A Tale of Two Cities – Copenhagen & Stockholm

We went to Norway a few years ago with good friends Sam & Annie, but that had been my only Scandinavian adventure in a lifetime of travel.

Until now.

Secret Escapes deal to Copenhagen and Stockholm – travelling by train between the two, via The Oresund Bridge-Tunnel – was too tempting to pass up.

Oresund Bridge-Tunnel –
Image courtesy of TwistedSifter

But with just 2 nights in each capital city, would we be able to do justice to them? Which would we prefer? And would the Swedish Krona travel any further than the Danish Krone?

Copenhagen:

We stayed at the perfectly located Absalon Hotel, a few short steps from the Central Station and in the regenerated Vesterbro neighbourhood. Once the seedy red-light district, it now aches with the hipster vibe of cool designer shops, cafés, bars and restaurants. We especially loved the Meatpacking District, and enjoyed a spectacular meal, propped up at the bar in popular Paté Paté.

Other highlights:

  • the brightly coloured and renovated old houses of Nyhavn, lining the canal which was once a busy commercial port. Buzzing with energy – and waterside restaurants – but a little too touristy for our liking 
  • cross the new walk-and-bike Inderhavnsbroen bridge from Nyhavn to Christianshavn, but turn north to explore quieter Holmen, where old naval buildings have been carefully converted into waterfront homes and offices
  • walk south from here to turn back the clock and escape to the remarkable Free State of Christiania. Once an abandoned  military site, it was occupied by a group of free-spirited young people at the end of the 1970s, and remains a haven for a hippy lifestyles and culture. Soft drugs are sold openly – but illegally – and you are encouraged to respect this alternative community, rather than gawp at it 
  • back in the centre of the city, we loved the Rundetaarn. Completed in 1642, the Round Tower was built by King Christian IV. Its original purpose was as an astronomical observatory, but the most striking aspect is the unique spiral ramp, 209 metres long and  twisting 7.5 times around the hollow core until you reach the tower’s platform. Here – at 34.8 metres high – you have a spectacular view of Copenhagen’s rooftops, both ancient and modern

Stockholm:

Hats off again to Secret Escapes. We stayed at the Elite Hotel Adlon, perfectly located for arrival at the Central Station, return to the airport via the Arlanda Express train and a pavement-pounding exploration of all corners of this beautiful city. And with funky decor, friendly service and a superb Scandi breakfast buffet, it’s hard to imagine anywhere better in Stockholm, at a reasonable price.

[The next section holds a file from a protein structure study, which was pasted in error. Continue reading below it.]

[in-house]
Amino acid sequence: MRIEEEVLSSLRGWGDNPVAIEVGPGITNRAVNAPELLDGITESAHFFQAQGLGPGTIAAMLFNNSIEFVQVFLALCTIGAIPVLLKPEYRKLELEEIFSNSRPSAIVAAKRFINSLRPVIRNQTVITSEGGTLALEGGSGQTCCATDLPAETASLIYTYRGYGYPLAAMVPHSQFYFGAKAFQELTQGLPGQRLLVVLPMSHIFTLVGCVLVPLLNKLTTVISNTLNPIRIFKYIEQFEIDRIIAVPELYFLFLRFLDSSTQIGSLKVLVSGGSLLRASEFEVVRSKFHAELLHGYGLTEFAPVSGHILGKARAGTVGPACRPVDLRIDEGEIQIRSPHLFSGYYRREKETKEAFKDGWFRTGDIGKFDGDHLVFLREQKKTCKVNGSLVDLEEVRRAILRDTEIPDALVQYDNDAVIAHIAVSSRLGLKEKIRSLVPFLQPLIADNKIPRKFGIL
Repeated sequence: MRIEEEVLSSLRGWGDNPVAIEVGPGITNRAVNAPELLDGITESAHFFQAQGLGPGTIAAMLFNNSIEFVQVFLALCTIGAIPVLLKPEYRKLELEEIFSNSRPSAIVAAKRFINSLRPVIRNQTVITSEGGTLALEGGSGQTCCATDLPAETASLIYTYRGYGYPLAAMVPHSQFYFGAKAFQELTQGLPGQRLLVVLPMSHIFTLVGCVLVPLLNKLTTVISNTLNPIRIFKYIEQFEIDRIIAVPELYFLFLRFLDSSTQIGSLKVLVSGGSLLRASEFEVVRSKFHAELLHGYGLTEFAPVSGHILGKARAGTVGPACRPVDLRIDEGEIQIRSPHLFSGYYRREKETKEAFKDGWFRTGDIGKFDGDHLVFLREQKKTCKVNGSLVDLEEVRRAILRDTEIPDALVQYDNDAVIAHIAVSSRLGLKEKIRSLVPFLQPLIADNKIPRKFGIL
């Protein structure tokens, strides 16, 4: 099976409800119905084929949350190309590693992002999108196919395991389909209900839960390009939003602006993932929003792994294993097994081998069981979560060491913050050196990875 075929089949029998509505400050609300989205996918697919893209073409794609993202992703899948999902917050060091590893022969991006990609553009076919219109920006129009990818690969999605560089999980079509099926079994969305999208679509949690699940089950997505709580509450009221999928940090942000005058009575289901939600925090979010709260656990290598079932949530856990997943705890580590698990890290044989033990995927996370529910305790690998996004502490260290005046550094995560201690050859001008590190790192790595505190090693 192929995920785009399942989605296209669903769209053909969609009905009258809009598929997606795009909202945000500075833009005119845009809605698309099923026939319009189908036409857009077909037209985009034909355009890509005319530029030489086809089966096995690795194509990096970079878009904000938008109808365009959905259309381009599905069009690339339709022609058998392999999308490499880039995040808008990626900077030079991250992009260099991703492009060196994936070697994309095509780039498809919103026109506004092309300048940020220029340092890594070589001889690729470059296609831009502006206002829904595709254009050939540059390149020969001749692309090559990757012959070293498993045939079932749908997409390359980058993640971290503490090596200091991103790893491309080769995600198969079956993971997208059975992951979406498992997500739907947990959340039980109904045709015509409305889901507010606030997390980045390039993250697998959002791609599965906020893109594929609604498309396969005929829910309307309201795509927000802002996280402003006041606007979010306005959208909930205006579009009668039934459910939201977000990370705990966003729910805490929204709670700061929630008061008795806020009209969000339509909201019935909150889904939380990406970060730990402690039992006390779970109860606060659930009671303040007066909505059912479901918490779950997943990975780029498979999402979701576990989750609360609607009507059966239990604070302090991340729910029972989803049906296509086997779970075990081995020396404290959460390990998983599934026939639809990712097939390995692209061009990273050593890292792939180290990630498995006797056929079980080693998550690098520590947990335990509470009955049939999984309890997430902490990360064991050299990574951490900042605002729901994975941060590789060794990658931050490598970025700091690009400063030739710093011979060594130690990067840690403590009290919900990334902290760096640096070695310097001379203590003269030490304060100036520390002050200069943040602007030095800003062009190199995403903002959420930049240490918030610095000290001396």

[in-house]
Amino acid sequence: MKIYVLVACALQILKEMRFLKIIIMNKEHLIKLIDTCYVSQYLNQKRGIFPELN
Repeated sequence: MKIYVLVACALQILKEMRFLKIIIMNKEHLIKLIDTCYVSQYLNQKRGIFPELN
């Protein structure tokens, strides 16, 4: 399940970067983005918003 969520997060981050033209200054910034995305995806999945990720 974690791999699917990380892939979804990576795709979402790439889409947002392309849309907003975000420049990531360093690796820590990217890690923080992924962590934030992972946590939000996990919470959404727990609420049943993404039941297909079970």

Other highlights:

  • I guess you have to explore Gamla Stan, Stockholm’s beautifully preserved Old City. Stroll through its cobbled alleyways, poke your nose into the many churches and museums….but don’t eat or drink here, unless you want to make your eyes water
  • go further south instead, to Södermalm and especially to SoFo – south of Folkungagatan – for a cool enclave of shops, bars and restaurants where the locals hang out. We shared a beer and an interesting conversation with a couple of friendly Swedish guys, in the lively Nytorget Square area
  • you must get onto the water during your stay in Stockholm. We opted for a 1/2 day trip out to one of the 32,000 islands making up the city and its wider archipelago. Take the Stromma tour out to idyllic Vaxholm, and explore this quaint community for a few hours before heading back to the city

  • and back in the city, allow a few hours to wander around the peaceful oasis of Djurgården, a separate verdant island which was once the royal hunting ground. Today, you’ll find plenty to do here, including walking and cycling trails, the Gröna Lund amusement park, the Vasa Museum and – get those sequins out – the ABBA Museum 

These are just a few personal off-the-beaten-track highlights from our whistle-stop tour of these two wonderful Scandi cities.

We walked a blistering 83 kilometres in the 5 days of the trip, which I think is always the best way to see a city properly.

We found the Marco Polo guides to both Copenhagen and Stockholm perfect for these short breaks.

Both Gill and I preferred Stockholm slightly to Copenhagen, perhaps only because it felt slightly more alive and edgier than its cool, calm, compact Scandi cousin.

But whether you’re spending Danish Krone (roughly 8 DKK = £1) or Swedish Krona (10 SEK = £1), neither will travel as far as you have.

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